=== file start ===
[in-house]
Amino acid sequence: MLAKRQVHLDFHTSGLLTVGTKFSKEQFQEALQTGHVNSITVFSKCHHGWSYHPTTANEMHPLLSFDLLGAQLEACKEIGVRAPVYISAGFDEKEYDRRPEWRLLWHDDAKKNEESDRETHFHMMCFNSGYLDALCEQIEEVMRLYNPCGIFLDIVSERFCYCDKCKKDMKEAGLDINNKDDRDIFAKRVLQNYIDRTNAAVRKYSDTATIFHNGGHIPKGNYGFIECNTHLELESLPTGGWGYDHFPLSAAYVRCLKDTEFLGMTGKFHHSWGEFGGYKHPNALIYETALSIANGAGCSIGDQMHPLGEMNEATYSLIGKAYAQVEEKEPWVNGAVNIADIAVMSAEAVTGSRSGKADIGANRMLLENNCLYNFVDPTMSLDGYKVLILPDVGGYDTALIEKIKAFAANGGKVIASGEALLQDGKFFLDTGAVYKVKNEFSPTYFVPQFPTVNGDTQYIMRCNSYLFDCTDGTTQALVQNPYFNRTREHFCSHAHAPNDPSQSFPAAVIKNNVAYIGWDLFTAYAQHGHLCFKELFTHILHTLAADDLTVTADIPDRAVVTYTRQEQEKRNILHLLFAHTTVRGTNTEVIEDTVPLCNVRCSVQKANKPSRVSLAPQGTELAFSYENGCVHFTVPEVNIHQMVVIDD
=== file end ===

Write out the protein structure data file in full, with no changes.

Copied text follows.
[in-house]
Amino acid sequence: MLAKRQVHLDFHTSGLLTVGTKFSKEQFQEALQTGHVNSITVFSKCHHGWSYHPTTANEMHPLLSFDLLGAQLEACKEIGVRAPVYISAGFDEKEYDRRPEWRLLWHDDAKKNEESDRETHFHMMCFNSGYLDALCEQIEEVMRLYNPCGIFLDIVSERFCYCDKCKKDMKEAGLDINNKDDRDIFAKRVLQNYIDRTNAAVRKYSDTATIFHNGGHIPKGNYGFIECNTHLELESLPTGGWGYDHFPLSAAYVRCLKDTEFLGMTGKFHHSWGEFGGYKHPNALIYETALSIANGAGCSIGDQMHPLGEMNEATYSLIGKAYAQVEEKEPWVNGAVNIADIAVMSAEAVTGSRSGKADIGANRMLLENNCLYNFVDPTMSLDGYKVLILPDVGGYDTALIEKIKAFAANGGKVIASGEALLQDGKFFLDTGAVYKVKNEFSPTYFVPQFPTVNGDTQYIMRCNSYLFDCTDGTTQALVQNPYFNRTREHFCSHAHAPNDPSQSFPAAVIKNNVAYIGWDLFTAYAQHGHLCFKELFTHILHTLAADDLTVTADIPDRAVVTYTRQEQEKRNILHLLFAHTTVRGTNTEVIEDTVPLCNVRCSVQKANKPSRVSLAPQGTELAFSYENGCVHFTVPEVNIHQMVVIDD